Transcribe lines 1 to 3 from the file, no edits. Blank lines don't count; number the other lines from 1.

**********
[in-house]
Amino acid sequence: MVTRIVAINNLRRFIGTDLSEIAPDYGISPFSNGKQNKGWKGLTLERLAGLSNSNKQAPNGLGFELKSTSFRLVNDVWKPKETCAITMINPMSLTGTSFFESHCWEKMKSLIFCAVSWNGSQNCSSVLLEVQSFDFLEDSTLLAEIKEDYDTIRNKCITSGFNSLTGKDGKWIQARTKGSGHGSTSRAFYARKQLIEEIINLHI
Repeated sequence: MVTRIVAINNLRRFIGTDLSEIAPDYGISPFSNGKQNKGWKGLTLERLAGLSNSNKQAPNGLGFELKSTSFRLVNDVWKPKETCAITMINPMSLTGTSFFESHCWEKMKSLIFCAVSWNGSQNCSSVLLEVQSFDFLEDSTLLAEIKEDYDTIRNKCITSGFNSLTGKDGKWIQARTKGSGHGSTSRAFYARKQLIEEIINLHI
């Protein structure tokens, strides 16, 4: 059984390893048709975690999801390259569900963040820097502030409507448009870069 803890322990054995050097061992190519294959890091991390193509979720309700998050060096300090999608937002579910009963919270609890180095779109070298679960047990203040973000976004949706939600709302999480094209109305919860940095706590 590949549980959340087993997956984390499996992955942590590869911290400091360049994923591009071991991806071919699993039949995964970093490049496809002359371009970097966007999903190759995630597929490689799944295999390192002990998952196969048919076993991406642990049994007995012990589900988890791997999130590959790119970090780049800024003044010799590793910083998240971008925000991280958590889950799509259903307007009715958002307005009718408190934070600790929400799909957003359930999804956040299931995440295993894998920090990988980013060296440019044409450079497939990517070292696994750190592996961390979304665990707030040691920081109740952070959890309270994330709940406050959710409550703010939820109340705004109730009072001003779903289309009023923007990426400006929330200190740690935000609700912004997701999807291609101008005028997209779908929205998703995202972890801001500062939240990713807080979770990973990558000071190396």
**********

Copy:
[in-house]
Amino acid sequence: MVTRIVAINNLRRFIGTDLSEIAPDYGISPFSNGKQNKGWKGLTLERLAGLSNSNKQAPNGLGFELKSTSFRLVNDVWKPKETCAITMINPMSLTGTSFFESHCWEKMKSLIFCAVSWNGSQNCSSVLLEVQSFDFLEDSTLLAEIKEDYDTIRNKCITSGFNSLTGKDGKWIQARTKGSGHGSTSRAFYARKQLIEEIINLHI
Repeated sequence: MVTRIVAINNLRRFIGTDLSEIAPDYGISPFSNGKQNKGWKGLTLERLAGLSNSNKQAPNGLGFELKSTSFRLVNDVWKPKETCAITMINPMSLTGTSFFESHCWEKMKSLIFCAVSWNGSQNCSSVLLEVQSFDFLEDSTLLAEIKEDYDTIRNKCITSGFNSLTGKDGKWIQARTKGSGHGSTSRAFYARKQLIEEIINLHI